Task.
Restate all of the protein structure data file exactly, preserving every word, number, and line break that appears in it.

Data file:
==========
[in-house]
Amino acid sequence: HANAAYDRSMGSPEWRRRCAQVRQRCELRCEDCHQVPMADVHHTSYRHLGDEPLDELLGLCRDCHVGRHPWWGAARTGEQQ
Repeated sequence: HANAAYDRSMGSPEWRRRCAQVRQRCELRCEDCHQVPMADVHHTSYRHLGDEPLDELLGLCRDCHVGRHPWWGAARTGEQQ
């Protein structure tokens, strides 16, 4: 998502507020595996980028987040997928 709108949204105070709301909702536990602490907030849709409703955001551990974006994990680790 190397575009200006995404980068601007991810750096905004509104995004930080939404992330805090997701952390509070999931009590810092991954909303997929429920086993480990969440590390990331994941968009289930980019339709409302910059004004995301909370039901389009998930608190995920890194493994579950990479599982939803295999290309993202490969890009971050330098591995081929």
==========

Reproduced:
[in-house]
Amino acid sequence: HANAAYDRSMGSPEWRRRCAQVRQRCELRCEDCHQVPMADVHHTSYRHLGDEPLDELLGLCRDCHVGRHPWWGAARTGEQQ
Repeated sequence: HANAAYDRSMGSPEWRRRCAQVRQRCELRCEDCHQVPMADVHHTSYRHLGDEPLDELLGLCRDCHVGRHPWWGAARTGEQQ
């Protein structure tokens, strides 16, 4: 998502507020595996980028987040997928 709108949204105070709301909702536990602490907030849709409703955001551990974006994990680790 190397575009200006995404980068601007991810750096905004509104995004930080939404992330805090997701952390509070999931009590810092991954909303997929429920086993480990969440590390990331994941968009289930980019339709409302910059004004995301909370039901389009998930608190995920890194493994579950990479599982939803295999290309993202490969890009971050330098591995081929």